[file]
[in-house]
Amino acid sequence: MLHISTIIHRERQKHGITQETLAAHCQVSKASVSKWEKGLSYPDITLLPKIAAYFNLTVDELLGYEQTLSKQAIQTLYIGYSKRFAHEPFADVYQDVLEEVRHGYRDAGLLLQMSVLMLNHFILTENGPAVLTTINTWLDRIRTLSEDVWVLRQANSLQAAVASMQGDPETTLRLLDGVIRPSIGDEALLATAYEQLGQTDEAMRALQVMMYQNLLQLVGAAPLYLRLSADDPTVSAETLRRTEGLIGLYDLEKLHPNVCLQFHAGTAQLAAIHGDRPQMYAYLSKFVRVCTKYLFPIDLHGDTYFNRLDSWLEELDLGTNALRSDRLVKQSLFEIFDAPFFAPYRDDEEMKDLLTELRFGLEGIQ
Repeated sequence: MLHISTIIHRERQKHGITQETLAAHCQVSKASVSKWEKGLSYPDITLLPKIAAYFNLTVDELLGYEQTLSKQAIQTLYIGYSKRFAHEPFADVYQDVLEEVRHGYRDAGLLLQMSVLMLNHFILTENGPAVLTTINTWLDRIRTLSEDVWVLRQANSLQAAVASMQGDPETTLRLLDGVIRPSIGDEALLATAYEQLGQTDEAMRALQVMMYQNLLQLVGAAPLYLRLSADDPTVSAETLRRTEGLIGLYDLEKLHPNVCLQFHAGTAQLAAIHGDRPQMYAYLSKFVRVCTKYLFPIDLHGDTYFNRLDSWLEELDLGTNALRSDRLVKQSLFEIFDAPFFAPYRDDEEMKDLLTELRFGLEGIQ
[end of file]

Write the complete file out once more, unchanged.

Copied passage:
[in-house]
Amino acid sequence: MLHISTIIHRERQKHGITQETLAAHCQVSKASVSKWEKGLSYPDITLLPKIAAYFNLTVDELLGYEQTLSKQAIQTLYIGYSKRFAHEPFADVYQDVLEEVRHGYRDAGLLLQMSVLMLNHFILTENGPAVLTTINTWLDRIRTLSEDVWVLRQANSLQAAVASMQGDPETTLRLLDGVIRPSIGDEALLATAYEQLGQTDEAMRALQVMMYQNLLQLVGAAPLYLRLSADDPTVSAETLRRTEGLIGLYDLEKLHPNVCLQFHAGTAQLAAIHGDRPQMYAYLSKFVRVCTKYLFPIDLHGDTYFNRLDSWLEELDLGTNALRSDRLVKQSLFEIFDAPFFAPYRDDEEMKDLLTELRFGLEGIQ
Repeated sequence: MLHISTIIHRERQKHGITQETLAAHCQVSKASVSKWEKGLSYPDITLLPKIAAYFNLTVDELLGYEQTLSKQAIQTLYIGYSKRFAHEPFADVYQDVLEEVRHGYRDAGLLLQMSVLMLNHFILTENGPAVLTTINTWLDRIRTLSEDVWVLRQANSLQAAVASMQGDPETTLRLLDGVIRPSIGDEALLATAYEQLGQTDEAMRALQVMMYQNLLQLVGAAPLYLRLSADDPTVSAETLRRTEGLIGLYDLEKLHPNVCLQFHAGTAQLAAIHGDRPQMYAYLSKFVRVCTKYLFPIDLHGDTYFNRLDSWLEELDLGTNALRSDRLVKQSLFEIFDAPFFAPYRDDEEMKDLLTELRFGLEGIQ